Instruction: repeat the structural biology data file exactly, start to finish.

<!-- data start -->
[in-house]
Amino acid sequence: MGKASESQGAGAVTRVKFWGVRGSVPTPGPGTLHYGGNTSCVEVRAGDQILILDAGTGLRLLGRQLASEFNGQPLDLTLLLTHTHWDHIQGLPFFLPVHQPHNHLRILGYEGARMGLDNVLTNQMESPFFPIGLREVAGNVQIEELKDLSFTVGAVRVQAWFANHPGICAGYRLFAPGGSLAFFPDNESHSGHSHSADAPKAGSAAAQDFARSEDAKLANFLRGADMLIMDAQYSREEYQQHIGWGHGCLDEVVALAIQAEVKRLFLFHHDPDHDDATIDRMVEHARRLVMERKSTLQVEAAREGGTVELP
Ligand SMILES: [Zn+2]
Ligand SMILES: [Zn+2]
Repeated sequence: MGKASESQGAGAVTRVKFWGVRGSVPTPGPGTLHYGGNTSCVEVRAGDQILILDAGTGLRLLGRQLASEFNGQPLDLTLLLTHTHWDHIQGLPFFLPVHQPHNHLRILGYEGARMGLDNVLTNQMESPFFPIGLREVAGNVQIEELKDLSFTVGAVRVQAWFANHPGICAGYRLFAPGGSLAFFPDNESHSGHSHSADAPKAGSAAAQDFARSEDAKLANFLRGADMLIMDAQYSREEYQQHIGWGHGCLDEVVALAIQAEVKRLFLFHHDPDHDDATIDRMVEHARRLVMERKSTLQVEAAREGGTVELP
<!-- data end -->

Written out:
[in-house]
Amino acid sequence: MGKASESQGAGAVTRVKFWGVRGSVPTPGPGTLHYGGNTSCVEVRAGDQILILDAGTGLRLLGRQLASEFNGQPLDLTLLLTHTHWDHIQGLPFFLPVHQPHNHLRILGYEGARMGLDNVLTNQMESPFFPIGLREVAGNVQIEELKDLSFTVGAVRVQAWFANHPGICAGYRLFAPGGSLAFFPDNESHSGHSHSADAPKAGSAAAQDFARSEDAKLANFLRGADMLIMDAQYSREEYQQHIGWGHGCLDEVVALAIQAEVKRLFLFHHDPDHDDATIDRMVEHARRLVMERKSTLQVEAAREGGTVELP
Ligand SMILES: [Zn+2]
Ligand SMILES: [Zn+2]
Repeated sequence: MGKASESQGAGAVTRVKFWGVRGSVPTPGPGTLHYGGNTSCVEVRAGDQILILDAGTGLRLLGRQLASEFNGQPLDLTLLLTHTHWDHIQGLPFFLPVHQPHNHLRILGYEGARMGLDNVLTNQMESPFFPIGLREVAGNVQIEELKDLSFTVGAVRVQAWFANHPGICAGYRLFAPGGSLAFFPDNESHSGHSHSADAPKAGSAAAQDFARSEDAKLANFLRGADMLIMDAQYSREEYQQHIGWGHGCLDEVVALAIQAEVKRLFLFHHDPDHDDATIDRMVEHARRLVMERKSTLQVEAAREGGTVELP